MMM Dividend Aristocrat: Multinational manufacturing conglomerate 3M (NYSE:MMM) is one of the most historically reliable dividend-paying companies around.
Like most stocks, 3M has seen a considerable selloff this year, potentially creating a buying opportunity for investors. Here’s what you need to know about the 3M passive income machine and why it could be a good fit for your portfolio.
In Q1, 3M reported sales of $8.8 billion, down by 0.3 percent from the previous year. Earnings also fell from $2.95 in 2021 to $2.65 in 2022, a drop of 18 percent. Operating margin likewise dropped from 22.5 percent to 18.6 percent.
It might be easy to dismiss the company based on those numbers alone, but there’s a very bright spot for investors: dividend income.
3M’s Passive Income Power
3M is well-known in the investment world as a top dividend-paying stock. As of the time of this writing, 3M yields 4.08 percent for an annual payout of $5.96 per share.
The dividend has grown at a respectable average annual rate of 4.72 percent over the last five years. And the firm has a payout ratio of 66 percent. The current ratio is higher than the 10-year average of 56 percent, but it’s likely still in a safe range for the dividend to continue growing.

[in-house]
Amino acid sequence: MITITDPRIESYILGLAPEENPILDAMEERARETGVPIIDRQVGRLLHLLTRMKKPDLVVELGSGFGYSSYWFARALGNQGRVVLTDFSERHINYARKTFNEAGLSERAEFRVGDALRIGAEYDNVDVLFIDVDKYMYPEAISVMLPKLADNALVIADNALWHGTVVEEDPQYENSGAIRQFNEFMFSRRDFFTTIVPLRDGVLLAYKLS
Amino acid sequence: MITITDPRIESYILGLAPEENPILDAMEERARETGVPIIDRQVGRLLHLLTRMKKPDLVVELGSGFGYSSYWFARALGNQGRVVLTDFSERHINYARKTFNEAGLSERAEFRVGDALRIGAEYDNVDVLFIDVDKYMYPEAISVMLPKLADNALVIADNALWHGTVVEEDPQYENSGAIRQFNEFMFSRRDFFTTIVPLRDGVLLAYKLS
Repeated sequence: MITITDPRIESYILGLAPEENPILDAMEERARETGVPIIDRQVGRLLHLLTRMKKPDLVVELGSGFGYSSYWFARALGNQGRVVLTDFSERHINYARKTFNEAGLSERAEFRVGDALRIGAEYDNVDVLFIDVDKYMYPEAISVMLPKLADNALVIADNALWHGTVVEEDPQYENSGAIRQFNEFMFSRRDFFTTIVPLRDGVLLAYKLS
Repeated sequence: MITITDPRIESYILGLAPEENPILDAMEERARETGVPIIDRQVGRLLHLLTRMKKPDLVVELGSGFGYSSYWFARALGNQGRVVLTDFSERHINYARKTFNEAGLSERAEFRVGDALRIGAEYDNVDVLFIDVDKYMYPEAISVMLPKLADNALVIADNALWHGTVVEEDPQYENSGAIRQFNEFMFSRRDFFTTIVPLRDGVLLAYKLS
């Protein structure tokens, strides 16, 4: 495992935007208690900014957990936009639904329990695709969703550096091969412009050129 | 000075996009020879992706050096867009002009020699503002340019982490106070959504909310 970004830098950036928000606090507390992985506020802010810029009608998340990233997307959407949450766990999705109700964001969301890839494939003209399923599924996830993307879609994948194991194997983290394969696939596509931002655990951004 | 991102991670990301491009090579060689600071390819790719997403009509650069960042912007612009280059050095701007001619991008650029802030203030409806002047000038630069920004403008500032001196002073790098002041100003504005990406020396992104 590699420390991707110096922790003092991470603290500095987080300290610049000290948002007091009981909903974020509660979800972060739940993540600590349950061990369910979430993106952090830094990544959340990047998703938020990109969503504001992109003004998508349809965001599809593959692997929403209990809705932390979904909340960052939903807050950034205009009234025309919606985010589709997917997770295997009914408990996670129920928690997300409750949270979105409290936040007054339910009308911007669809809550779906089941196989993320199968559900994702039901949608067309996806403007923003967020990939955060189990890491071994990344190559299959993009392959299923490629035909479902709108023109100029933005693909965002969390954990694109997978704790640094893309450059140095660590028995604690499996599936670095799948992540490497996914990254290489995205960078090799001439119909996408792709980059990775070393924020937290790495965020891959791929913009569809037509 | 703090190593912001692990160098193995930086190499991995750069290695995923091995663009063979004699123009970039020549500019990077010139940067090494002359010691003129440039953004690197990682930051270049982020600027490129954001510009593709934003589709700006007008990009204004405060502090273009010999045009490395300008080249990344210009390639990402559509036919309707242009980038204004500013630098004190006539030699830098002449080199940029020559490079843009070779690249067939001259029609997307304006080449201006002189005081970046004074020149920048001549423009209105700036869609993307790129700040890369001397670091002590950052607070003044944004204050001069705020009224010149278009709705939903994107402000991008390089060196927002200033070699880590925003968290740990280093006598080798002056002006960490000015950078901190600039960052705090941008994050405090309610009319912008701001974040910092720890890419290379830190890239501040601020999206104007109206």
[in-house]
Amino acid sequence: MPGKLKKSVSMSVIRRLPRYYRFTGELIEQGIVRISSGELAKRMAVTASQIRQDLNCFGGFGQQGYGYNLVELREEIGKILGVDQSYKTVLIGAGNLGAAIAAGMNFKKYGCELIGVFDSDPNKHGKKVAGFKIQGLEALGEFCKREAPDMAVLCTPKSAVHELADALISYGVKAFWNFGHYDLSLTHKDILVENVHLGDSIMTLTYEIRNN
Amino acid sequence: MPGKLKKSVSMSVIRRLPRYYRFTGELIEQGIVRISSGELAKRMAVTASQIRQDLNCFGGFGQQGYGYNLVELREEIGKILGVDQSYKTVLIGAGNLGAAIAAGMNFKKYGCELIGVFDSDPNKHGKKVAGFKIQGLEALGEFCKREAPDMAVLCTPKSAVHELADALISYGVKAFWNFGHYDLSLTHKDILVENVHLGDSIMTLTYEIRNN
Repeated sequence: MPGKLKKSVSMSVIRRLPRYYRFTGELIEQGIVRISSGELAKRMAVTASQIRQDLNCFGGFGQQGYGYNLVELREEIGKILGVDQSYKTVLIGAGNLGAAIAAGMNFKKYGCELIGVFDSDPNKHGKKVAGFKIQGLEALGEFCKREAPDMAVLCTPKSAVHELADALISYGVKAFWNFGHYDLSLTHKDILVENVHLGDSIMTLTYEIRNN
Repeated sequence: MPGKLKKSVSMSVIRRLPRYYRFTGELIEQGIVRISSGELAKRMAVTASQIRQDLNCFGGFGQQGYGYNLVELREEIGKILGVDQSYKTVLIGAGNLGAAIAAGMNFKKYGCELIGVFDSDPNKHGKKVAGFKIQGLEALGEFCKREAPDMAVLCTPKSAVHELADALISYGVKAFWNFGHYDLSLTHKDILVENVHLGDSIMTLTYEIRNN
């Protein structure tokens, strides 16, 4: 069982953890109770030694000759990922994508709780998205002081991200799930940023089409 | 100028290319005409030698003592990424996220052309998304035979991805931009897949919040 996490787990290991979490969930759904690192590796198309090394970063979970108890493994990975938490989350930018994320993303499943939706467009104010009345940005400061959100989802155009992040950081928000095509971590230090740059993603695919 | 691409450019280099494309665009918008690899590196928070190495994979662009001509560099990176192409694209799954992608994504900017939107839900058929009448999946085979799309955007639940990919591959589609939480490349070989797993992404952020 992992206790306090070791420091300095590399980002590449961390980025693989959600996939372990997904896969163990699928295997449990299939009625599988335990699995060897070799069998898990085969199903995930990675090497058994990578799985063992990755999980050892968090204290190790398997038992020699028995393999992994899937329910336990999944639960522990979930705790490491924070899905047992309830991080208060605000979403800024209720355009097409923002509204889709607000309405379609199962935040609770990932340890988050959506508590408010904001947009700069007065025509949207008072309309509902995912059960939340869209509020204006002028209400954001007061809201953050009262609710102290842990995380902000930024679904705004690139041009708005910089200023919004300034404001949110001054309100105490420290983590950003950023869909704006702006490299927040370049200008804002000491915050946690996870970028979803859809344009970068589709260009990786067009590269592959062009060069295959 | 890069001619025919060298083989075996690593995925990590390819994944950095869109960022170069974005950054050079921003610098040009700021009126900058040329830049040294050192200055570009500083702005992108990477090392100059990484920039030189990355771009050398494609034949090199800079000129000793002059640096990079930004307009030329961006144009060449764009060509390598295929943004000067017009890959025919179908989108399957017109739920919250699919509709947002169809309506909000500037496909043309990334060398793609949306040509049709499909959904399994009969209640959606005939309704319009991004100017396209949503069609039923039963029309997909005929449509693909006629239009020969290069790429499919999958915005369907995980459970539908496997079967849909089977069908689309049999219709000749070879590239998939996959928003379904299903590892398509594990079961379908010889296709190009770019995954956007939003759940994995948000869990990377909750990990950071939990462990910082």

However, 3M isn’t just a favorite dividend stock because of its high yield. The company is one of the most reliable dividend performers in history. 3M stock has paid a dividend for over 100 years, and the dividend has been raised annually for the last 64 years. This places 3M among the small handful of so-called dividend kings in the S&P 500 that have raised their dividends for 50 years or more.
As with all dividend stocks, the real passive income power of 3M comes from the dual forces of dividend reinvestment and compounding interest. If you had invested $10,000 in 3M in January of 1990 and reinvested the dividends, your stake would be worth just over $186,000 today.
Risks To MMM Dividend Payout
Under more normal circumstances, 3M would seem like a natural choice for an income-generating portfolio. The company is large, well-established, has a long history of paying dividends and offers a higher-than-average yield. However, there are a few risk factors investors should be aware of before adding the dividend king to their portfolios.
The most drastic risk for 3M right now is that of supply chain disruption.
3M manufactures goods in 35 countries, giving it massive exposure to global supply chains. With supply chains still badly constrained, disruptions have eaten into 3M’s profits.
As noted above, the company has been reporting lower operating margins, even as revenues have fallen off. Many of these concerns tie back into higher material and transportation costs.
A lack of recent sales growth is also a warning sign for the company. In part, this could be a result of reduced consumer spending as inflation begins to reduce household budgets. However, sales held almost perfectly steady from Q1 2021 to Q1 2022.